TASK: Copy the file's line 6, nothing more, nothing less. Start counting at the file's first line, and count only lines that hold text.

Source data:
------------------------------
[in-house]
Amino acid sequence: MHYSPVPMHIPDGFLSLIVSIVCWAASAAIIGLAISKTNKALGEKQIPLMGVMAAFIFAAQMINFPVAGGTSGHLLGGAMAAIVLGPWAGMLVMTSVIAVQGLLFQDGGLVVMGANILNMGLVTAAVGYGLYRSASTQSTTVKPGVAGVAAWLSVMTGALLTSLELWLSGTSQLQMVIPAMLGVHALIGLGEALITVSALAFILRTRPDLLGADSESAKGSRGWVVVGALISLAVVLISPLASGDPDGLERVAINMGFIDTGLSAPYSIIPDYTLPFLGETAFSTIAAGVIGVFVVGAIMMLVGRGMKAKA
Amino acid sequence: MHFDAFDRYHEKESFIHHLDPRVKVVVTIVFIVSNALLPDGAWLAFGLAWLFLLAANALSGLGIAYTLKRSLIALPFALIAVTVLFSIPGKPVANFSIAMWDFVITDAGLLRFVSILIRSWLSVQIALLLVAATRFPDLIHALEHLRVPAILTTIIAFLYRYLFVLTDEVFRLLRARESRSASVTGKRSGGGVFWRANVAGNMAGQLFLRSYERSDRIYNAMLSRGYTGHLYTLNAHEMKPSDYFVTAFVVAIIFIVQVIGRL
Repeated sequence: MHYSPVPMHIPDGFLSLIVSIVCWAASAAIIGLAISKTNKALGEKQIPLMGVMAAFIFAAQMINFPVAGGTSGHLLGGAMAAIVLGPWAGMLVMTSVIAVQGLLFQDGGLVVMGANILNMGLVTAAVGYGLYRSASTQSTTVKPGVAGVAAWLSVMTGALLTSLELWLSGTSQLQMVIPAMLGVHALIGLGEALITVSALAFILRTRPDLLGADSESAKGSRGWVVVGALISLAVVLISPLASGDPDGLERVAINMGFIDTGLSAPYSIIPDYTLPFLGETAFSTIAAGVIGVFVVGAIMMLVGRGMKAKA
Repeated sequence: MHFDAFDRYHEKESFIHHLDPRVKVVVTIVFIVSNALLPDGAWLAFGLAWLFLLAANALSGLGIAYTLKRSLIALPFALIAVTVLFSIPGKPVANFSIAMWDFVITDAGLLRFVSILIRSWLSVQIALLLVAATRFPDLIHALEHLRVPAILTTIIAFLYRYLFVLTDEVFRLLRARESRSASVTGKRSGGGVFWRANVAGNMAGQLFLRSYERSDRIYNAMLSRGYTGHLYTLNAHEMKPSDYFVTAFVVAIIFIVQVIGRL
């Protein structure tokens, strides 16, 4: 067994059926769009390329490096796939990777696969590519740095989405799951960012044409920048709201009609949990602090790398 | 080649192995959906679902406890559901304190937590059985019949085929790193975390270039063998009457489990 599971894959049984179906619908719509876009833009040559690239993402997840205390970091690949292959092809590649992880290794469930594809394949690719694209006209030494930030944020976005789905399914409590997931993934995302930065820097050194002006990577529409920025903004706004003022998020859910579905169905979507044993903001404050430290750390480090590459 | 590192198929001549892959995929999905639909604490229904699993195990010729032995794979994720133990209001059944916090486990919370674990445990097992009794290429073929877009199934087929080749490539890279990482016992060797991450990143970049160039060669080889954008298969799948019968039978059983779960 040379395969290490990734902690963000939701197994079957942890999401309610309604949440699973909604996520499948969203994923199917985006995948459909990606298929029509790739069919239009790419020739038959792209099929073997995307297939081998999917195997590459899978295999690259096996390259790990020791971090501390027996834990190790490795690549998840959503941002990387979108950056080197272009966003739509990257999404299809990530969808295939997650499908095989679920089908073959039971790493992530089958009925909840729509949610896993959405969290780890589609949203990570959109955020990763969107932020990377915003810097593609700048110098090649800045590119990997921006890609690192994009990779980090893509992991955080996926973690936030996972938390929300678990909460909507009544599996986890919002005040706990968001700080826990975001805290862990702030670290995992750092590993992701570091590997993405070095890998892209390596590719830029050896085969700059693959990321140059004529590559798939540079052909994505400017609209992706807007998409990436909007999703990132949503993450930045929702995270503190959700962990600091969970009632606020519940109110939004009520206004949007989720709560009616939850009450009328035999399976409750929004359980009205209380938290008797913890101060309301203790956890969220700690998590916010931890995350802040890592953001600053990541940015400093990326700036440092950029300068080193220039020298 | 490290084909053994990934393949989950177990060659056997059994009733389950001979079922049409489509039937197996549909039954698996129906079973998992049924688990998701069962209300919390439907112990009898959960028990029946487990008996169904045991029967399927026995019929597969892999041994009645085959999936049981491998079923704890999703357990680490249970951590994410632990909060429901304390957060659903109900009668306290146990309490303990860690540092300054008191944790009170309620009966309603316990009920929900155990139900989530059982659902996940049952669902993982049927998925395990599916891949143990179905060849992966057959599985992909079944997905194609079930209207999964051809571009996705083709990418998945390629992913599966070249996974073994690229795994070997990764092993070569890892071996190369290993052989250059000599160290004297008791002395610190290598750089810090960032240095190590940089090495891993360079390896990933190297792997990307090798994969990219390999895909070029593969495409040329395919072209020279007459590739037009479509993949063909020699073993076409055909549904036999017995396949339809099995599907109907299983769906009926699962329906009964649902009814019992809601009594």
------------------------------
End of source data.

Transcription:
């Protein structure tokens, strides 16, 4: 067994059926769009390329490096796939990777696969590519740095989405799951960012044409920048709201009609949990602090790398 | 080649192995959906679902406890559901304190937590059985019949085929790193975390270039063998009457489990 599971894959049984179906619908719509876009833009040559690239993402997840205390970091690949292959092809590649992880290794469930594809394949690719694209006209030494930030944020976005789905399914409590997931993934995302930065820097050194002006990577529409920025903004706004003022998020859910579905169905979507044993903001404050430290750390480090590459 | 590192198929001549892959995929999905639909604490229904699993195990010729032995794979994720133990209001059944916090486990919370674990445990097992009794290429073929877009199934087929080749490539890279990482016992060797991450990143970049160039060669080889954008298969799948019968039978059983779960 040379395969290490990734902690963000939701197994079957942890999401309610309604949440699973909604996520499948969203994923199917985006995948459909990606298929029509790739069919239009790419020739038959792209099929073997995307297939081998999917195997590459899978295999690259096996390259790990020791971090501390027996834990190790490795690549998840959503941002990387979108950056080197272009966003739509990257999404299809990530969808295939997650499908095989679920089908073959039971790493992530089958009925909840729509949610896993959405969290780890589609949203990570959109955020990763969107932020990377915003810097593609700048110098090649800045590119990997921006890609690192994009990779980090893509992991955080996926973690936030996972938390929300678990909460909507009544599996986890919002005040706990968001700080826990975001805290862990702030670290995992750092590993992701570091590997993405070095890998892209390596590719830029050896085969700059693959990321140059004529590559798939540079052909994505400017609209992706807007998409990436909007999703990132949503993450930045929702995270503190959700962990600091969970009632606020519940109110939004009520206004949007989720709560009616939850009450009328035999399976409750929004359980009205209380938290008797913890101060309301203790956890969220700690998590916010931890995350802040890592953001600053990541940015400093990326700036440092950029300068080193220039020298 | 490290084909053994990934393949989950177990060659056997059994009733389950001979079922049409489509039937197996549909039954698996129906079973998992049924688990998701069962209300919390439907112990009898959960028990029946487990008996169904045991029967399927026995019929597969892999041994009645085959999936049981491998079923704890999703357990680490249970951590994410632990909060429901304390957060659903109900009668306290146990309490303990860690540092300054008191944790009170309620009966309603316990009920929900155990139900989530059982659902996940049952669902993982049927998925395990599916891949143990179905060849992966057959599985992909079944997905194609079930209207999964051809571009996705083709990418998945390629992913599966070249996974073994690229795994070997990764092993070569890892071996190369290993052989250059000599160290004297008791002395610190290598750089810090960032240095190590940089090495891993360079390896990933190297792997990307090798994969990219390999895909070029593969495409040329395919072209020279007459590739037009479509993949063909020699073993076409055909549904036999017995396949339809099995599907109907299983769906009926699962329906009964649902009814019992809601009594």